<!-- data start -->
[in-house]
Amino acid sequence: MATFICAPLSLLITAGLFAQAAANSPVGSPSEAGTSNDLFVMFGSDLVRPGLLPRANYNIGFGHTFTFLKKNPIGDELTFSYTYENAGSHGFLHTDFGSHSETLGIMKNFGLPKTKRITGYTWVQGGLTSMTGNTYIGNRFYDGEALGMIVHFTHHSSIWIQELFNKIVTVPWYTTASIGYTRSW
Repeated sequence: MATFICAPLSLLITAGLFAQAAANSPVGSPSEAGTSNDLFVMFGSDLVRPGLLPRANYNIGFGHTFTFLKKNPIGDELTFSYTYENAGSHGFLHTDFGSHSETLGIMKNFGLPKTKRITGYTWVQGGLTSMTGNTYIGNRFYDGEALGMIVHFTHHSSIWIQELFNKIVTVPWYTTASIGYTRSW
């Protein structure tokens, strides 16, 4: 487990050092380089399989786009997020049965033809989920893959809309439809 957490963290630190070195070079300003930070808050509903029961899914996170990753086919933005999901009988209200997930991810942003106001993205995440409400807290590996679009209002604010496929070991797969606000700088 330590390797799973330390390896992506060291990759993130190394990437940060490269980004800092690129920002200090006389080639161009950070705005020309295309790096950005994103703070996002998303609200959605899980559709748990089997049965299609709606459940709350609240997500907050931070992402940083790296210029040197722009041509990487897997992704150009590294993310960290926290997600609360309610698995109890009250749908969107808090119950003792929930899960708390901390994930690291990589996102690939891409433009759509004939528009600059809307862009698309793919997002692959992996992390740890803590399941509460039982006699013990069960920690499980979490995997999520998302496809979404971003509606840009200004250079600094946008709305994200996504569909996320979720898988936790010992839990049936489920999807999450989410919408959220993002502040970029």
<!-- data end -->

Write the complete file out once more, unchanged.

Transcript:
[in-house]
Amino acid sequence: MATFICAPLSLLITAGLFAQAAANSPVGSPSEAGTSNDLFVMFGSDLVRPGLLPRANYNIGFGHTFTFLKKNPIGDELTFSYTYENAGSHGFLHTDFGSHSETLGIMKNFGLPKTKRITGYTWVQGGLTSMTGNTYIGNRFYDGEALGMIVHFTHHSSIWIQELFNKIVTVPWYTTASIGYTRSW
Repeated sequence: MATFICAPLSLLITAGLFAQAAANSPVGSPSEAGTSNDLFVMFGSDLVRPGLLPRANYNIGFGHTFTFLKKNPIGDELTFSYTYENAGSHGFLHTDFGSHSETLGIMKNFGLPKTKRITGYTWVQGGLTSMTGNTYIGNRFYDGEALGMIVHFTHHSSIWIQELFNKIVTVPWYTTASIGYTRSW
């Protein structure tokens, strides 16, 4: 487990050092380089399989786009997020049965033809989920893959809309439809 957490963290630190070195070079300003930070808050509903029961899914996170990753086919933005999901009988209200997930991810942003106001993205995440409400807290590996679009209002604010496929070991797969606000700088 330590390797799973330390390896992506060291990759993130190394990437940060490269980004800092690129920002200090006389080639161009950070705005020309295309790096950005994103703070996002998303609200959605899980559709748990089997049965299609709606459940709350609240997500907050931070992402940083790296210029040197722009041509990487897997992704150009590294993310960290926290997600609360309610698995109890009250749908969107808090119950003792929930899960708390901390994930690291990589996102690939891409433009759509004939528009600059809307862009698309793919997002692959992996992390740890803590399941509460039982006699013990069960920690499980979490995997999520998302496809979404971003509606840009200004250079600094946008709305994200996504569909996320979720898988936790010992839990049936489920999807999450989410919408959220993002502040970029």